(4) Preparation of golf ball

The resin composition for intermediate layer obtained above (2) was injection-molded on the solid core obtained in above (1) and then the cover composition obtained in the above (3) was injection-molded therein. It was subjected to seem buff and paint pretreatment. It was then coated two times with paint and marking was conducted thereon to form three piece solid golf ball having a diameter of 42.7 mm. In Comparative Examples 33 and 34, the cover composition of the above (3) was injection-molded on the solid core obtained in (1) and treated as generally described above to form a two piece solid golf ball having a diameter of 42.7 mm.

The resulting golf ball were subjected to the measurement of ball weight, flight distance, spin amount, shot feel and flight performance as explained in Example 1-8 and the results are shown in Tables 39 to 43. The flight distance in the second three piece solid golf ball also conducted to No. 9 iron (I#9; head speed=35 m/s) and the results are shown in Tables. Table 39 to 43 also indicate elasticity, loss tangent of the cover composition and intermediate layer, and spring constant of the thread wound core.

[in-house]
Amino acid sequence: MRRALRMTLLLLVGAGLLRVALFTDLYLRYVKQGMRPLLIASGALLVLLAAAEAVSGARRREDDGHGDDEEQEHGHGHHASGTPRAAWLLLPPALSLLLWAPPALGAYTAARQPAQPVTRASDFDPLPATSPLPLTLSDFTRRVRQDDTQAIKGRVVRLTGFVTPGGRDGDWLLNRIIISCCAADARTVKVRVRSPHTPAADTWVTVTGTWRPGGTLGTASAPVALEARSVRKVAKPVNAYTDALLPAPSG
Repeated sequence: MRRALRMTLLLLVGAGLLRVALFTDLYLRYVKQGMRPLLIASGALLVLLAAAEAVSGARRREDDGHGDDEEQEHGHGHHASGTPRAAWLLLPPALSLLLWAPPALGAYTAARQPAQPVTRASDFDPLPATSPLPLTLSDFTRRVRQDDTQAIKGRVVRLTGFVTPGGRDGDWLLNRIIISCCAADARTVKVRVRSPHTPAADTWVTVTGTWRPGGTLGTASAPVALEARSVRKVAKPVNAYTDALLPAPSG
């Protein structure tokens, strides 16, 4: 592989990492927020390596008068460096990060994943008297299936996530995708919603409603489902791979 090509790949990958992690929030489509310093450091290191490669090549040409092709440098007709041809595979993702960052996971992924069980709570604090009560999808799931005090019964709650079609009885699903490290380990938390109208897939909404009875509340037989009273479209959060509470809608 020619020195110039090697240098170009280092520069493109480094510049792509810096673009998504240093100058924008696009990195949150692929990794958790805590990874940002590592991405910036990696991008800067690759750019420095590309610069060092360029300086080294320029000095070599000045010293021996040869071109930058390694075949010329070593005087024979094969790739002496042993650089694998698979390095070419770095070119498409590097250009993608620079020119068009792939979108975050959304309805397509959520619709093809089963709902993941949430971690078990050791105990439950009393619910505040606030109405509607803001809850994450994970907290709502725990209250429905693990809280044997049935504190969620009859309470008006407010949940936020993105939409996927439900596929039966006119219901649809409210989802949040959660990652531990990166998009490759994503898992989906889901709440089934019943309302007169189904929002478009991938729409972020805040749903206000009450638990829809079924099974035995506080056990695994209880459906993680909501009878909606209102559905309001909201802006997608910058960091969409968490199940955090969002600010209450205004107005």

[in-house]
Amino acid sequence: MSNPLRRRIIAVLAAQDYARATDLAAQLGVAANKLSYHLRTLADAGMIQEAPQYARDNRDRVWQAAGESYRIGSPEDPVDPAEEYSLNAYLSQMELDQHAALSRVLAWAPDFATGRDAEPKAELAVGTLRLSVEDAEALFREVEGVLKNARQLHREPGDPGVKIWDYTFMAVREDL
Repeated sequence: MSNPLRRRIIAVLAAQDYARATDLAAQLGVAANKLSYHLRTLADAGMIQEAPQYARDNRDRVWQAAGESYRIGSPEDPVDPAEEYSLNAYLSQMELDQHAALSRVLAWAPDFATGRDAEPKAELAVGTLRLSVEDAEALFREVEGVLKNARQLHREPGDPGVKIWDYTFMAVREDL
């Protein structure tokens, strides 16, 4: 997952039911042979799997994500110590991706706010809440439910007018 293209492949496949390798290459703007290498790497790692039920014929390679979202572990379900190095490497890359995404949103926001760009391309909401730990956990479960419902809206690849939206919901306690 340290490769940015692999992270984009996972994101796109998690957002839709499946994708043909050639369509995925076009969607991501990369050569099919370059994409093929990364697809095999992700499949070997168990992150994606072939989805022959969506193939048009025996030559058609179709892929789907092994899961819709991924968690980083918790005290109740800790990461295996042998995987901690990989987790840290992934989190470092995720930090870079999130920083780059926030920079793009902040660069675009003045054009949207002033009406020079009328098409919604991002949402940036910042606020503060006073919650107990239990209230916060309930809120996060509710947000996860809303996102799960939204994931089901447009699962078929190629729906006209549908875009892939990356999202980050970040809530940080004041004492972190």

TABLE 39______________________________________      Examples      25     26       27       28______________________________________CoverThickness (mm)        2.0      2.0      2.0    2.0Elasticity:Maximum (Kgf/cm2)        12500    12500    12500  12500Minimum (Kgf/cm2)        6500     6500     6500   6500Loss tangent:Maximum      0.09     0.09     0.09   0.09Minimum      0.06     0.06     0.06   0.06Intermediate layerThickness (mm)        2.0      2.0      2.0    1.5Elasticity:Maximum (Kgf/cm2)        5500     5500     5500   5500Minimum (Kgf/cm2)        2800     2800     2800   2800Loss tangent:Maximum      0.059    0.059    0.059  0.059Minimum      0.056    0.056    0.056  0.056Solid coreDiameter (mm)        34.7     34.7     34.7   34.7Spring constant        20       30       40     30(Kgf/mm)Ball weight (g)        45.4     45.4     45.4   45.4Flight distance (yards)W#1 (45 m/s) 225      226      227    226I#9 (35 m/s) 143      143      144    143Spin amount (rpm)W#1          2300     2400     2500   2400I#9          5050     5150     5250   5200Shot feel    Ex.      Ex.      G      GFlight performance        G        G        G      G______________________________________